General Mills reboots ’80s cereal flavors with livestreamed event

Dive Brief:

  • General Mills is promoting the return of former recipes for popular cereals with a live event targeting people who feel nostalgic for the Saturday morning cartoons they enjoyed in childhood. The packaged foods company restored honey to its Golden Grahams recipe, more flavoring to Cocoa Puffs and Cookie Crisps and six classic fruity shapes to Trix, according to a company announcement.
  • To promote the permanent return of “taste and shapes that ruled your Saturday mornings in the ’80s,” the company enlisted TV host Mario Lopez to host an event featuring classic cartoons, titled “General Mills Presents: The Ultimate Saturday Morning Drive-In.” People can livestream the showing from the Tribeca Film Festival website or buy tickets to see it person at the Rose Bowl Stadium in Pasadena, California, on Oct. 3.
  • The first 100 people who sign up for the livestream will receive free samples of the nostalgic cereal formulas. General Mills is urging people to follow its @GeneralMillsCereal account on Facebook and Instagram, and share photos with the #ultimatesaturdaymorning hashtag to show how they’re preparing to tune in.

Dive Insight:

As people seek the comforts of childhood amid a stressful 2020, General Mills is reviving its former cereal formulas and hosting a presentation of the Saturday morning cartoons of yesteryear. Gen Xers and millennials that have now reached middle age are most likely to remember Saturday mornings when programming blocks on the major broadcast networks were dedicated to kids, featuring cartoons and advertisements for cereals, toys, movies and other children’s brands. That changed in the 1990s amid regulatory restrictions and competition from cable networks like the Disney Channel, Nickelodeon and Cartoon Network.

Nostalgia has become a popular theme in recent campaigns by big brands that want to remind consumers how they can depend on their favorite products during an unsettled period. Among the more recent examples, beer brand Miller Lite this month collaborated with booking site Hotels.com to rent out a 1975-themed Miller Timeshare. Before that, Chex Mix revived its “Chex Quest” video game from the 1990s for online gaming platform Steam to connect with a new generation of snackers. It’s likely that more brands will revisit campaigns from the past, especially as the pandemic interferes with their ability to schedule in-person productions and produce fresh creative.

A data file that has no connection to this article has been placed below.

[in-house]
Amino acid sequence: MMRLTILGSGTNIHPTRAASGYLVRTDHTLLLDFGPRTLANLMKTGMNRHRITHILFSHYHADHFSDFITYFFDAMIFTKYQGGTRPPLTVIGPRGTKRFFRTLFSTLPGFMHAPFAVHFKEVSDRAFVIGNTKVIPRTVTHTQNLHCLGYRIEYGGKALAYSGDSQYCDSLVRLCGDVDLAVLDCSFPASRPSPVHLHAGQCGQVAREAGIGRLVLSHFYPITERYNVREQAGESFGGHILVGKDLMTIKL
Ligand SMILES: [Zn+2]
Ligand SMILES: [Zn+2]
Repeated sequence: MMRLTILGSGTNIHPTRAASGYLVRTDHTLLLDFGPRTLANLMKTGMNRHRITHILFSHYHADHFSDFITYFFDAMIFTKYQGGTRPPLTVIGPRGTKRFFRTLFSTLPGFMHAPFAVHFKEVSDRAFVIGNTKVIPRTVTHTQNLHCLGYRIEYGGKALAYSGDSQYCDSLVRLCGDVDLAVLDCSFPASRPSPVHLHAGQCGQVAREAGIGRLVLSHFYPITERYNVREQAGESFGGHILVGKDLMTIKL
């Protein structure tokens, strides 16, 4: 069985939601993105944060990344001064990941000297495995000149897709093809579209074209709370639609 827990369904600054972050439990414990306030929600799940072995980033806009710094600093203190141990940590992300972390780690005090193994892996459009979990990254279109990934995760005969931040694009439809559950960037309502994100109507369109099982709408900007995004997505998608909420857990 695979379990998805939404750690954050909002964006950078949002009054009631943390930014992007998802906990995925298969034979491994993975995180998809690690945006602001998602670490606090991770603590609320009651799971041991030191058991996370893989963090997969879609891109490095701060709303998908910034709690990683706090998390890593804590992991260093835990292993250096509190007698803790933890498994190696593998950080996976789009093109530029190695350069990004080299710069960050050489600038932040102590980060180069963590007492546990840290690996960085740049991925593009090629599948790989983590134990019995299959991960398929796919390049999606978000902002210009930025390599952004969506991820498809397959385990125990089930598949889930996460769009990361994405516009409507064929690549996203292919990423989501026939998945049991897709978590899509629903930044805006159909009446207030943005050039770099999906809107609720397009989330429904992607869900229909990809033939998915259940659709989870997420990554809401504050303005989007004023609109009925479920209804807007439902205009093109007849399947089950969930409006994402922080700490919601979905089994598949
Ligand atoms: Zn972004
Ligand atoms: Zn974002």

By hosting a drive-in showing of cartoons and livestreaming the event, General Mills can reach a broad audience of consumers who are spending more time at home and preparing their own meals instead of dining out. Livestreams have become more popular as brands aim to reach consumers who have increased their usage of social media to stay connected with others and who have boosted the time they spend watching online video. Brands as varied as Chipotle Mexican Grill, Cholula, Ikea, McCormick, Pepsi, Rubbermaid and Tostitos have sponsored livestreams in the past few months to reach those viewers directly with brand-safe programming.

General Mills tomorrow will release its latest earnings report, providing more insight into sales trends through the end of last month. The company previously reported a 16% jump in comparable sales in its last completed quarter amid strong demand for pantry staples like soups and cereals during the pandemic, per its earnings report. Its U.S. cereal sales jumped 26% in the quarter ended May 31, and the company likely seeks to maintain that momentum with the reintroduction of its former flavors.

General Mills has changed its cereal formulas over the years in an effort to appeal to health-conscious consumers. The company in 2015 removed artificial flavors and colors from Trix and Reese’s Puffs and said 90% of its cereals would be free of artificial ingredients by the end of the following year, the Minneapolis/St. Paul Business Journal reported. The company in 2017 brought back artificially colored Trix after difficulties in matching its formerly bright colors, according to the newspaper. As consumers seek brands they remember from when they were young, restoring former recipes is General Mills’ latest strategy to boost sales.

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